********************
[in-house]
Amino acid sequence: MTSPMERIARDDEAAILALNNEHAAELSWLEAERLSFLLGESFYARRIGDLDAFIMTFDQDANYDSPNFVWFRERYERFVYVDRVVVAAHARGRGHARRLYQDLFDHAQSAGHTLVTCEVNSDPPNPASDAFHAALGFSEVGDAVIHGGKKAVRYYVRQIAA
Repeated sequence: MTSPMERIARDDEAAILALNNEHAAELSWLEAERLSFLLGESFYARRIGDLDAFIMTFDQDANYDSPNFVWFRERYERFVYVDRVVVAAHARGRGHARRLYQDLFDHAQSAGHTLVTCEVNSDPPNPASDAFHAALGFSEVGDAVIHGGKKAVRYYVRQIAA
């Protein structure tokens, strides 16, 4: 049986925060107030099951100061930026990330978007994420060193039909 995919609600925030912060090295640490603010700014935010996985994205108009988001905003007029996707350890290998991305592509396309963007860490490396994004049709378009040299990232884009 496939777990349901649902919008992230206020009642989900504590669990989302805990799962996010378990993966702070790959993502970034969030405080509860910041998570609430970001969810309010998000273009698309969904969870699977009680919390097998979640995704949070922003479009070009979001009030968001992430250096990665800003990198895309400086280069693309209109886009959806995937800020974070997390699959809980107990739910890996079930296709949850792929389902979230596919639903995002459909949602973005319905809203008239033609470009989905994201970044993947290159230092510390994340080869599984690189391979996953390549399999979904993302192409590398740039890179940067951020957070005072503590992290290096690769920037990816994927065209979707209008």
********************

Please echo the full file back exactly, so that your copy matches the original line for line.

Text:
[in-house]
Amino acid sequence: MTSPMERIARDDEAAILALNNEHAAELSWLEAERLSFLLGESFYARRIGDLDAFIMTFDQDANYDSPNFVWFRERYERFVYVDRVVVAAHARGRGHARRLYQDLFDHAQSAGHTLVTCEVNSDPPNPASDAFHAALGFSEVGDAVIHGGKKAVRYYVRQIAA
Repeated sequence: MTSPMERIARDDEAAILALNNEHAAELSWLEAERLSFLLGESFYARRIGDLDAFIMTFDQDANYDSPNFVWFRERYERFVYVDRVVVAAHARGRGHARRLYQDLFDHAQSAGHTLVTCEVNSDPPNPASDAFHAALGFSEVGDAVIHGGKKAVRYYVRQIAA
């Protein structure tokens, strides 16, 4: 049986925060107030099951100061930026990330978007994420060193039909 995919609600925030912060090295640490603010700014935010996985994205108009988001905003007029996707350890290998991305592509396309963007860490490396994004049709378009040299990232884009 496939777990349901649902919008992230206020009642989900504590669990989302805990799962996010378990993966702070790959993502970034969030405080509860910041998570609430970001969810309010998000273009698309969904969870699977009680919390097998979640995704949070922003479009070009979001009030968001992430250096990665800003990198895309400086280069693309209109886009959806995937800020974070997390699959809980107990739910890996079930296709949850792929389902979230596919639903995002459909949602973005319905809203008239033609470009989905994201970044993947290159230092510390994340080869599984690189391979996953390549399999979904993302192409590398740039890179940067951020957070005072503590992290290096690769920037990816994927065209979707209008």